Arseniy Roginsky who spoke at the opening ceremony said that a camp never has color. Prisoners do not pay attention even to nature. And the exhibition does convey this absence of color to some extent.
The last part of this exhibition focuses on the work of Memorial. The first photos of its constituent assembly are displayed, with Elena Zhemkova and Andrey Sakharov who was elected as chairman of Society Memorial. There is also a case highlighting dissident samizdat publications. It displays typewriter Erika, Solzhenitsyn’s first publications and a samizdat manuscript. I contributed my own copy of The GULAG Archipelago, a small pocket book that was published in Italy and printed in very small font on cigarette paper. The title page says “Flanders Travel Guide” – as if it could hide what the book is about.
Almost all exhibits, with very few exceptions, are from the collection of International Memorial. A few suitable photos were borrowed from GARF (the State Archive of the Russian Federation) because this archive has one drawing made by Kersnovskaya, and a few items were borrowed from the archive of Osteuropa Forschung.
Dr. Volkhard Knigge, Director of the Buchenwald Museum, spoke at the opening ceremony. He thanked us and emphasized the importance of Memorial’s collections and those materials that helped to create the image of “another memory.” He said that the exhibition followed the same principle which is underlying our archive and museum, i.e. the return of man from nonbeing. The return of a person’s biography and life experience from the GULAG ashes. This exhibition is not about the history of GULAG, nor does it speak about its perpetrators. This is an exhibition about victims. It is the victims of GULAG that had built the archive and museum of Memorial.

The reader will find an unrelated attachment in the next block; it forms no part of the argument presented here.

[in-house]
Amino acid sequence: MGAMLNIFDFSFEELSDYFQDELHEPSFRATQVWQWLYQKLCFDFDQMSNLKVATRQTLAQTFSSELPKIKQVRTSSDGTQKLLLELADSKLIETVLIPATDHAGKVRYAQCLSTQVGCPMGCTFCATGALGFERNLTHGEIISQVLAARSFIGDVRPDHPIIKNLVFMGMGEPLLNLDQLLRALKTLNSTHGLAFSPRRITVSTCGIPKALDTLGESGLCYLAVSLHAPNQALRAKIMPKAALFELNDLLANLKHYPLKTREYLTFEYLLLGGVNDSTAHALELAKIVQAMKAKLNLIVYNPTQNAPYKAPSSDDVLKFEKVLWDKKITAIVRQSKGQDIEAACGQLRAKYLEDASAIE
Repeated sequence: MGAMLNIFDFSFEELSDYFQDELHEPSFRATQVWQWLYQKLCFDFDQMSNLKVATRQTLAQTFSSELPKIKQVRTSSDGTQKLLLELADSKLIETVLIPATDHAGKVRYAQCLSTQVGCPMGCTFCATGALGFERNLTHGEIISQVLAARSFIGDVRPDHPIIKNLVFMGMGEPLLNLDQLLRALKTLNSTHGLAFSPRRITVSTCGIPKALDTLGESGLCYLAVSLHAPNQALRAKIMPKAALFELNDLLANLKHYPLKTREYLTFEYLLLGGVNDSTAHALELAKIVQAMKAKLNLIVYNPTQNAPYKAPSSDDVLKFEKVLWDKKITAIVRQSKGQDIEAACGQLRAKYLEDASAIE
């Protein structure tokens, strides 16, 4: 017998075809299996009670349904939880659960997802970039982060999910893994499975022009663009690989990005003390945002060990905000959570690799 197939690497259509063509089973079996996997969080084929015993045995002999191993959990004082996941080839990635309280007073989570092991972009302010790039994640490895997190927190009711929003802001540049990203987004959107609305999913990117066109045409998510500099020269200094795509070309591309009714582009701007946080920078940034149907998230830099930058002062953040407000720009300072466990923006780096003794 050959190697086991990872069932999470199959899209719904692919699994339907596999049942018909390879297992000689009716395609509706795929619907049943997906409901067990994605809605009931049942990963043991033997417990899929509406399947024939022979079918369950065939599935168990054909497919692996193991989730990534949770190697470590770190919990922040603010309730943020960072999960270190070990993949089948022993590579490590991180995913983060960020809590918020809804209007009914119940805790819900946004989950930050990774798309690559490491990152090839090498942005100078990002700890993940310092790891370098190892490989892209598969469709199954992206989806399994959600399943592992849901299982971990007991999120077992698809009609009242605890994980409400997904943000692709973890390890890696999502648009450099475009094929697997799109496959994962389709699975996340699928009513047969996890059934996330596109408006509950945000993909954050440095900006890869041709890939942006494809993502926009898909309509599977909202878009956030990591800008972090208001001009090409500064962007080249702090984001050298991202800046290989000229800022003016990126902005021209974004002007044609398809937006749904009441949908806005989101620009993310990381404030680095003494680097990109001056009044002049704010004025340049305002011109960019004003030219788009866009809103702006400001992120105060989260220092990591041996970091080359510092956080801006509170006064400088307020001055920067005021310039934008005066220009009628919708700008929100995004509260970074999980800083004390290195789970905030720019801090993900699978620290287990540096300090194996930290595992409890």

Arseny Roginsky, Chairman of the Board of Memorial, made a great impression on the audience because he spoke about his own experience. He was born almost in a GULAG camp, and when he met lines of prisoners on his way to school he took it as something natural. Children of exiles or released prisoners were in his class, and this school world did not divide into parts in the same way as barbed wire divided people. He also related how he himself was put to a camp in early 1980s. He recalled that his barrack was built in 1929, his clothes (cotton wadded jacket and head cap) were not very different from those that prisoners wore in the first decades of the century and that many morals, manners and customs of those earlier years remained very much the same.
About three hundred people were present at the opening ceremony, which is a large number for this kind of place. Many of our colleagues were present, as well as representatives of foundations, people who study this topic, people who study the works of Varlam Shalamov, Slavic scholars, and activists. The event had very good media coverage including from Tagesschau, a daily TV news program which wired a special news report about this exhibition and presented it as the main cultural news event.
Exhibition “GULAG: Traces and Testimonies” (detailed information is available on the Internet in the German language) helps to create a visual image of GULAG because we do not have such a visual image. On the other hand, it places our memory in the cultural context of the European reflection.
Irina Scherbakova’s narration was taken down in writing by Natalia Kolyagina